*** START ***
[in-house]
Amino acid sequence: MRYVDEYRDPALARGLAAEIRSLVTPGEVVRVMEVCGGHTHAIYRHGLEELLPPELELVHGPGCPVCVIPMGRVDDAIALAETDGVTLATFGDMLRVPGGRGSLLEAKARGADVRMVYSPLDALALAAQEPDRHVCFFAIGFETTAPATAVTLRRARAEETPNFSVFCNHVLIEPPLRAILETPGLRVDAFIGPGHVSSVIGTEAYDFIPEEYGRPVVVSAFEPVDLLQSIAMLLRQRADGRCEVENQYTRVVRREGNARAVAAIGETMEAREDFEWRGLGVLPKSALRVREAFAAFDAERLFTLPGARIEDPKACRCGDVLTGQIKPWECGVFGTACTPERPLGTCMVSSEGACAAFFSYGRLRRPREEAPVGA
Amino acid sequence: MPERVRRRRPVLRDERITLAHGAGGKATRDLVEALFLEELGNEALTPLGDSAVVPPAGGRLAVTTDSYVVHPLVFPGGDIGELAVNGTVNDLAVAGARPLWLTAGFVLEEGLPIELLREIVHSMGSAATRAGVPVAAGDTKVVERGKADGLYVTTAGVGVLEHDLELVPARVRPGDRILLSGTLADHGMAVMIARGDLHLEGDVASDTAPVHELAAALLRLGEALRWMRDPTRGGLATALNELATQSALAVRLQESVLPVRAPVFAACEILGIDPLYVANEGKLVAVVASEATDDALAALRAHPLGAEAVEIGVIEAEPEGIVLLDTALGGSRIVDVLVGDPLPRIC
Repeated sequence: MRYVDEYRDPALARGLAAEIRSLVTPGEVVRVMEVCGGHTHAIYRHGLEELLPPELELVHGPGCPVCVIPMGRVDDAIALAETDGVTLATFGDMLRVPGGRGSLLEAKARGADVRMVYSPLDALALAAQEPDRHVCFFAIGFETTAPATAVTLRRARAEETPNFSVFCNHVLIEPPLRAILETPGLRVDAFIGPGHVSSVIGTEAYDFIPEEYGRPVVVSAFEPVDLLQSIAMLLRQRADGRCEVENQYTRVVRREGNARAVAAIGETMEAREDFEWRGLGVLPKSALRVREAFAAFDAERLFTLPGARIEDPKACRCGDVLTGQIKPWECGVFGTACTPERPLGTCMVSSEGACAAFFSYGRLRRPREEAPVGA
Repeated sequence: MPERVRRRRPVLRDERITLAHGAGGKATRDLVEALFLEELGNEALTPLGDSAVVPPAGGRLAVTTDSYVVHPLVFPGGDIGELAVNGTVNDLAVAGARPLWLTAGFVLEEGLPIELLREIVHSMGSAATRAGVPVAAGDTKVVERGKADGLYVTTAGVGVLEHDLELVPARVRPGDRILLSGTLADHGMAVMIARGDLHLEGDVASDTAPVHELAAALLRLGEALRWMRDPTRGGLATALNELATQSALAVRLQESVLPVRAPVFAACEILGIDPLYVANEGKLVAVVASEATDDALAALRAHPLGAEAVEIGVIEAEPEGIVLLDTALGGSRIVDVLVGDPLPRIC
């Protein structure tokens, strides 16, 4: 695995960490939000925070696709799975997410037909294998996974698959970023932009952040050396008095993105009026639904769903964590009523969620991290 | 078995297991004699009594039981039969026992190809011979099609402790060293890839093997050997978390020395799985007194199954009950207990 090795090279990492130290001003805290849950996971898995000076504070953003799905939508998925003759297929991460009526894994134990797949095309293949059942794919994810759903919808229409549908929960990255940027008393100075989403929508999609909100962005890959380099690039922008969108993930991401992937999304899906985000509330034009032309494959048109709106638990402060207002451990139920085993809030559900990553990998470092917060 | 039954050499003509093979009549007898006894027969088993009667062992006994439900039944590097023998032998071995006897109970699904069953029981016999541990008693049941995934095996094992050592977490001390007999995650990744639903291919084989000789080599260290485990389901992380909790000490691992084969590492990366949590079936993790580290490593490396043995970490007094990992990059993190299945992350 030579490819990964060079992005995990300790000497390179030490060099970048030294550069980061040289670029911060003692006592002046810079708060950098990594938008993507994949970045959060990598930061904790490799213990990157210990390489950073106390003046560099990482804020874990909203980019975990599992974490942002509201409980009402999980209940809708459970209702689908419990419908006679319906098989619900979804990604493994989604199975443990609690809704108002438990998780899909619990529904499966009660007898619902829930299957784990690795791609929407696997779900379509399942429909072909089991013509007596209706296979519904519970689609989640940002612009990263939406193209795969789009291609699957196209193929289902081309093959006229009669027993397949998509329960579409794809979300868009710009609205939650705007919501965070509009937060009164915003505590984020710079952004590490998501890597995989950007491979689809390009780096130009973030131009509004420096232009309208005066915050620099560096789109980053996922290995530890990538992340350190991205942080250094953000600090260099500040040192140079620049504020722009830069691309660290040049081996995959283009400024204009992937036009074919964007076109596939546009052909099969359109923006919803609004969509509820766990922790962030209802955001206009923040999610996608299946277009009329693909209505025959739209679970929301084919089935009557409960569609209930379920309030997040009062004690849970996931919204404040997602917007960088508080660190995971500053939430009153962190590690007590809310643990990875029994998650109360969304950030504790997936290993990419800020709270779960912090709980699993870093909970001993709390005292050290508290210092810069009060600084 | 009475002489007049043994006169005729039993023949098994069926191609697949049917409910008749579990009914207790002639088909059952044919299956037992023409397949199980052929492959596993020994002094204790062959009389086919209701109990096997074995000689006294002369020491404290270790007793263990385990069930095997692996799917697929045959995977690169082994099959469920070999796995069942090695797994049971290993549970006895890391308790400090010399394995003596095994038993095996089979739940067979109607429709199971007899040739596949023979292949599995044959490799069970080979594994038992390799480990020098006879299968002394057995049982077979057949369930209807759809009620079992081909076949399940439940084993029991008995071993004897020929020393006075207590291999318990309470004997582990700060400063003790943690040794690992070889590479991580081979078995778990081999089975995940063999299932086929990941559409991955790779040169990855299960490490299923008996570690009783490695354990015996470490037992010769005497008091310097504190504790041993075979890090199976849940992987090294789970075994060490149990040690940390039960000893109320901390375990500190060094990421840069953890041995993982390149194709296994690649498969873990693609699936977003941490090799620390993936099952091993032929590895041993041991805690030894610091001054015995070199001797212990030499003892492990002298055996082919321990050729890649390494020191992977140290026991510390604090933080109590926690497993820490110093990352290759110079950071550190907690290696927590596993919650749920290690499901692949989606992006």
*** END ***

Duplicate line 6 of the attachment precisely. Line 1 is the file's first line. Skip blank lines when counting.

């Protein structure tokens, strides 16, 4: 695995960490939000925070696709799975997410037909294998996974698959970023932009952040050396008095993105009026639904769903964590009523969620991290 | 078995297991004699009594039981039969026992190809011979099609402790060293890839093997050997978390020395799985007194199954009950207990 090795090279990492130290001003805290849950996971898995000076504070953003799905939508998925003759297929991460009526894994134990797949095309293949059942794919994810759903919808229409549908929960990255940027008393100075989403929508999609909100962005890959380099690039922008969108993930991401992937999304899906985000509330034009032309494959048109709106638990402060207002451990139920085993809030559900990553990998470092917060 | 039954050499003509093979009549007898006894027969088993009667062992006994439900039944590097023998032998071995006897109970699904069953029981016999541990008693049941995934095996094992050592977490001390007999995650990744639903291919084989000789080599260290485990389901992380909790000490691992084969590492990366949590079936993790580290490593490396043995970490007094990992990059993190299945992350 030579490819990964060079992005995990300790000497390179030490060099970048030294550069980061040289670029911060003692006592002046810079708060950098990594938008993507994949970045959060990598930061904790490799213990990157210990390489950073106390003046560099990482804020874990909203980019975990599992974490942002509201409980009402999980209940809708459970209702689908419990419908006679319906098989619900979804990604493994989604199975443990609690809704108002438990998780899909619990529904499966009660007898619902829930299957784990690795791609929407696997779900379509399942429909072909089991013509007596209706296979519904519970689609989640940002612009990263939406193209795969789009291609699957196209193929289902081309093959006229009669027993397949998509329960579409794809979300868009710009609205939650705007919501965070509009937060009164915003505590984020710079952004590490998501890597995989950007491979689809390009780096130009973030131009509004420096232009309208005066915050620099560096789109980053996922290995530890990538992340350190991205942080250094953000600090260099500040040192140079620049504020722009830069691309660290040049081996995959283009400024204009992937036009074919964007076109596939546009052909099969359109923006919803609004969509509820766990922790962030209802955001206009923040999610996608299946277009009329693909209505025959739209679970929301084919089935009557409960569609209930379920309030997040009062004690849970996931919204404040997602917007960088508080660190995971500053939430009153962190590690007590809310643990990875029994998650109360969304950030504790997936290993990419800020709270779960912090709980699993870093909970001993709390005292050290508290210092810069009060600084 | 009475002489007049043994006169005729039993023949098994069926191609697949049917409910008749579990009914207790002639088909059952044919299956037992023409397949199980052929492959596993020994002094204790062959009389086919209701109990096997074995000689006294002369020491404290270790007793263990385990069930095997692996799917697929045959995977690169082994099959469920070999796995069942090695797994049971290993549970006895890391308790400090010399394995003596095994038993095996089979739940067979109607429709199971007899040739596949023979292949599995044959490799069970080979594994038992390799480990020098006879299968002394057995049982077979057949369930209807759809009620079992081909076949399940439940084993029991008995071993004897020929020393006075207590291999318990309470004997582990700060400063003790943690040794690992070889590479991580081979078995778990081999089975995940063999299932086929990941559409991955790779040169990855299960490490299923008996570690009783490695354990015996470490037992010769005497008091310097504190504790041993075979890090199976849940992987090294789970075994060490149990040690940390039960000893109320901390375990500190060094990421840069953890041995993982390149194709296994690649498969873990693609699936977003941490090799620390993936099952091993032929590895041993041991805690030894610091001054015995070199001797212990030499003892492990002298055996082919321990050729890649390494020191992977140290026991510390604090933080109590926690497993820490110093990352290759110079950071550190907690290696927590596993919650749920290690499901692949989606992006």